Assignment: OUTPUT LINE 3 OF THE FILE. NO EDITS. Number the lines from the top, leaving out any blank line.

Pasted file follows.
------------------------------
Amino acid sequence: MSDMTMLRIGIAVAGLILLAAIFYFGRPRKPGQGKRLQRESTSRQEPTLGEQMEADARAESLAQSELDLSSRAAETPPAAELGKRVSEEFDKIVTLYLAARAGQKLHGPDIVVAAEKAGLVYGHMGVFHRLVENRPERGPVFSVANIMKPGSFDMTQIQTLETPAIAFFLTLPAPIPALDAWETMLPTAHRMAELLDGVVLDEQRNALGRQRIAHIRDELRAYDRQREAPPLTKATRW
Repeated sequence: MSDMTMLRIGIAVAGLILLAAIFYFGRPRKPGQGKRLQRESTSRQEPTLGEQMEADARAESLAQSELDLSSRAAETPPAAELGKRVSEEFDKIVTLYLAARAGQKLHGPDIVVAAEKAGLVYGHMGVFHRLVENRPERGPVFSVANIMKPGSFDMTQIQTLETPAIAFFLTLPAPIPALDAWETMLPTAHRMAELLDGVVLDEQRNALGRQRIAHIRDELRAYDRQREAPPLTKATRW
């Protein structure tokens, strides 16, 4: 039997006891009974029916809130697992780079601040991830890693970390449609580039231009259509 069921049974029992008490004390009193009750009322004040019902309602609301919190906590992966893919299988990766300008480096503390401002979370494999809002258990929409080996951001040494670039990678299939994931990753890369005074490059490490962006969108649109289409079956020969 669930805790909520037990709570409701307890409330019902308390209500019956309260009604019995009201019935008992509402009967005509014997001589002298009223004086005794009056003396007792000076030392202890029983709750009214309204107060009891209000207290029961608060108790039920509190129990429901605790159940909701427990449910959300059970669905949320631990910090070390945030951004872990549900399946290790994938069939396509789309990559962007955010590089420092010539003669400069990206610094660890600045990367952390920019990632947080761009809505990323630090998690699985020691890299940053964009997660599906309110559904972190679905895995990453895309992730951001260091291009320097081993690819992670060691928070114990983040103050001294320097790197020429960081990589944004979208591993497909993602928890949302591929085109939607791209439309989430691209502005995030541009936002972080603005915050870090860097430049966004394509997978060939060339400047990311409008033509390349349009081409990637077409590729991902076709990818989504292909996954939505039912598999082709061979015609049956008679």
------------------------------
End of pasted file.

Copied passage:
């Protein structure tokens, strides 16, 4: 039997006891009974029916809130697992780079601040991830890693970390449609580039231009259509 069921049974029992008490004390009193009750009322004040019902309602609301919190906590992966893919299988990766300008480096503390401002979370494999809002258990929409080996951001040494670039990678299939994931990753890369005074490059490490962006969108649109289409079956020969 669930805790909520037990709570409701307890409330019902308390209500019956309260009604019995009201019935008992509402009967005509014997001589002298009223004086005794009056003396007792000076030392202890029983709750009214309204107060009891209000207290029961608060108790039920509190129990429901605790159940909701427990449910959300059970669905949320631990910090070390945030951004872990549900399946290790994938069939396509789309990559962007955010590089420092010539003669400069990206610094660890600045990367952390920019990632947080761009809505990323630090998690699985020691890299940053964009997660599906309110559904972190679905895995990453895309992730951001260091291009320097081993690819992670060691928070114990983040103050001294320097790197020429960081990589944004979208591993497909993602928890949302591929085109939607791209439309989430691209502005995030541009936002972080603005915050870090860097430049966004394509997978060939060339400047990311409008033509390349349009081409990637077409590729991902076709990818989504292909996954939505039912598999082709061979015609049956008679």